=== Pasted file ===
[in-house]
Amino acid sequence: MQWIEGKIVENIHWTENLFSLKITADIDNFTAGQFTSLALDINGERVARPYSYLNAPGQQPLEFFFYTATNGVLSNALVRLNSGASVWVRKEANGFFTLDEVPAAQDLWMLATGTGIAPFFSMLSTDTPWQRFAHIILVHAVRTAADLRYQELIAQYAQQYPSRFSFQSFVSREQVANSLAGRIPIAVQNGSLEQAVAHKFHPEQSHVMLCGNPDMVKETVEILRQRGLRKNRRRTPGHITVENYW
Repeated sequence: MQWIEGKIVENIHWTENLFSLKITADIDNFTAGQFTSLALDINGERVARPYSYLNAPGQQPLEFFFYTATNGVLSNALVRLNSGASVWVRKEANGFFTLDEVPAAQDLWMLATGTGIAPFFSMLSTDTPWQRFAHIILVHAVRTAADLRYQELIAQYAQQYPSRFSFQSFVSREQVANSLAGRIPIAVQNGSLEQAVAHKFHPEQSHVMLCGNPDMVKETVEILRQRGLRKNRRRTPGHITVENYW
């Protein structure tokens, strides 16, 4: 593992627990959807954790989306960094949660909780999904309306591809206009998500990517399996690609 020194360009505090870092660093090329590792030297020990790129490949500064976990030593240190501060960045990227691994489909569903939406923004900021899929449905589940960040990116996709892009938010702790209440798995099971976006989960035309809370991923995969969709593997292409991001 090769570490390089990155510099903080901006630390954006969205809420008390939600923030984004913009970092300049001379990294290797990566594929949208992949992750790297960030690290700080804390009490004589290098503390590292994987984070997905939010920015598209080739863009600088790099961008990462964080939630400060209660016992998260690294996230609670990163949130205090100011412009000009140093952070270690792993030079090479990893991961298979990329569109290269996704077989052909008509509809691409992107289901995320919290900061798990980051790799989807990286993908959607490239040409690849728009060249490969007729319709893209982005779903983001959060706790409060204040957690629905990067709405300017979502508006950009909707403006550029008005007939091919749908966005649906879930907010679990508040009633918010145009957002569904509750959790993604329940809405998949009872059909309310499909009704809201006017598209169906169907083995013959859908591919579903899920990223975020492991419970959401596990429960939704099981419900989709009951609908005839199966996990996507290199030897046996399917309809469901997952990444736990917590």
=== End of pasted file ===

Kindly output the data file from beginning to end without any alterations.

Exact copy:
[in-house]
Amino acid sequence: MQWIEGKIVENIHWTENLFSLKITADIDNFTAGQFTSLALDINGERVARPYSYLNAPGQQPLEFFFYTATNGVLSNALVRLNSGASVWVRKEANGFFTLDEVPAAQDLWMLATGTGIAPFFSMLSTDTPWQRFAHIILVHAVRTAADLRYQELIAQYAQQYPSRFSFQSFVSREQVANSLAGRIPIAVQNGSLEQAVAHKFHPEQSHVMLCGNPDMVKETVEILRQRGLRKNRRRTPGHITVENYW
Repeated sequence: MQWIEGKIVENIHWTENLFSLKITADIDNFTAGQFTSLALDINGERVARPYSYLNAPGQQPLEFFFYTATNGVLSNALVRLNSGASVWVRKEANGFFTLDEVPAAQDLWMLATGTGIAPFFSMLSTDTPWQRFAHIILVHAVRTAADLRYQELIAQYAQQYPSRFSFQSFVSREQVANSLAGRIPIAVQNGSLEQAVAHKFHPEQSHVMLCGNPDMVKETVEILRQRGLRKNRRRTPGHITVENYW
């Protein structure tokens, strides 16, 4: 593992627990959807954790989306960094949660909780999904309306591809206009998500990517399996690609 020194360009505090870092660093090329590792030297020990790129490949500064976990030593240190501060960045990227691994489909569903939406923004900021899929449905589940960040990116996709892009938010702790209440798995099971976006989960035309809370991923995969969709593997292409991001 090769570490390089990155510099903080901006630390954006969205809420008390939600923030984004913009970092300049001379990294290797990566594929949208992949992750790297960030690290700080804390009490004589290098503390590292994987984070997905939010920015598209080739863009600088790099961008990462964080939630400060209660016992998260690294996230609670990163949130205090100011412009000009140093952070270690792993030079090479990893991961298979990329569109290269996704077989052909008509509809691409992107289901995320919290900061798990980051790799989807990286993908959607490239040409690849728009060249490969007729319709893209982005779903983001959060706790409060204040957690629905990067709405300017979502508006950009909707403006550029008005007939091919749908966005649906879930907010679990508040009633918010145009957002569904509750959790993604329940809405998949009872059909309310499909009704809201006017598209169906169907083995013959859908591919579903899920990223975020492991419970959401596990429960939704099981419900989709009951609908005839199966996990996507290199030897046996399917309809469901997952990444736990917590």